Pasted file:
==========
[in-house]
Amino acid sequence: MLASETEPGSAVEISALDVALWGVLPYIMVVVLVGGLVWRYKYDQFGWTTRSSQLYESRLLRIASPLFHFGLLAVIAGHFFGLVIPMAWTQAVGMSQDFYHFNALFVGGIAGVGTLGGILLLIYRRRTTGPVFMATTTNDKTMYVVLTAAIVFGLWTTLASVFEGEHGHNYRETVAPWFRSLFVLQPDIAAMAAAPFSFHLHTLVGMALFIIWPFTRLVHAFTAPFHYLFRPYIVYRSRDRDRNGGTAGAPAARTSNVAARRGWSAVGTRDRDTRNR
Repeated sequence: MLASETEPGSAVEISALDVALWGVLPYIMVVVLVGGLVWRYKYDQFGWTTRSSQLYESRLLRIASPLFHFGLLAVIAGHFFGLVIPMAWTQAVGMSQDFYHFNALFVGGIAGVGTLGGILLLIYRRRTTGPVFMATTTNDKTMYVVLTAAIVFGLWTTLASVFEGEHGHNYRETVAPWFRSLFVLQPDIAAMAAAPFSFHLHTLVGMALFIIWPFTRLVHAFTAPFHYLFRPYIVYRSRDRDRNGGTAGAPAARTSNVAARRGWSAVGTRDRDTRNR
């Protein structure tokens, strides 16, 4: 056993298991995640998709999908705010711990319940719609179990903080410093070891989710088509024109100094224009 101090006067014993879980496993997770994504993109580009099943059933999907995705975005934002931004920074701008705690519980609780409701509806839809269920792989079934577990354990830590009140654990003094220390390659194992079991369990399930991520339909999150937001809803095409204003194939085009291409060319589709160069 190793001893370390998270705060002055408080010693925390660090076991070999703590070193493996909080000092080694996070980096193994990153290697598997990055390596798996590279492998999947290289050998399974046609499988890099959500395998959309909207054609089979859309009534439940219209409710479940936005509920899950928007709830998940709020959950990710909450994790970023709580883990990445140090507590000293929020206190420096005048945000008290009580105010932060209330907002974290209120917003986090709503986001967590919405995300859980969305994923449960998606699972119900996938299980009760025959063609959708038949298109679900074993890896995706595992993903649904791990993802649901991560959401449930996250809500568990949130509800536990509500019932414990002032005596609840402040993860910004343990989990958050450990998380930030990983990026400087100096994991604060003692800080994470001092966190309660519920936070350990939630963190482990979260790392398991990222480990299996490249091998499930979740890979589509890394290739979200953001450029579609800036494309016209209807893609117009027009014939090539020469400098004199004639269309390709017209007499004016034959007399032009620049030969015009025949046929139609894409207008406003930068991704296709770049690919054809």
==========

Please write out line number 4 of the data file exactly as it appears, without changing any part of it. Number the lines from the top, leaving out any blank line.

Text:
């Protein structure tokens, strides 16, 4: 056993298991995640998709999908705010711990319940719609179990903080410093070891989710088509024109100094224009 101090006067014993879980496993997770994504993109580009099943059933999907995705975005934002931004920074701008705690519980609780409701509806839809269920792989079934577990354990830590009140654990003094220390390659194992079991369990399930991520339909999150937001809803095409204003194939085009291409060319589709160069 190793001893370390998270705060002055408080010693925390660090076991070999703590070193493996909080000092080694996070980096193994990153290697598997990055390596798996590279492998999947290289050998399974046609499988890099959500395998959309909207054609089979859309009534439940219209409710479940936005509920899950928007709830998940709020959950990710909450994790970023709580883990990445140090507590000293929020206190420096005048945000008290009580105010932060209330907002974290209120917003986090709503986001967590919405995300859980969305994923449960998606699972119900996938299980009760025959063609959708038949298109679900074993890896995706595992993903649904791990993802649901991560959401449930996250809500568990949130509800536990509500019932414990002032005596609840402040993860910004343990989990958050450990998380930030990983990026400087100096994991604060003692800080994470001092966190309660519920936070350990939630963190482990979260790392398991990222480990299996490249091998499930979740890979589509890394290739979200953001450029579609800036494309016209209807893609117009027009014939090539020469400098004199004639269309390709017209007499004016034959007399032009620049030969015009025949046929139609894409207008406003930068991704296709770049690919054809």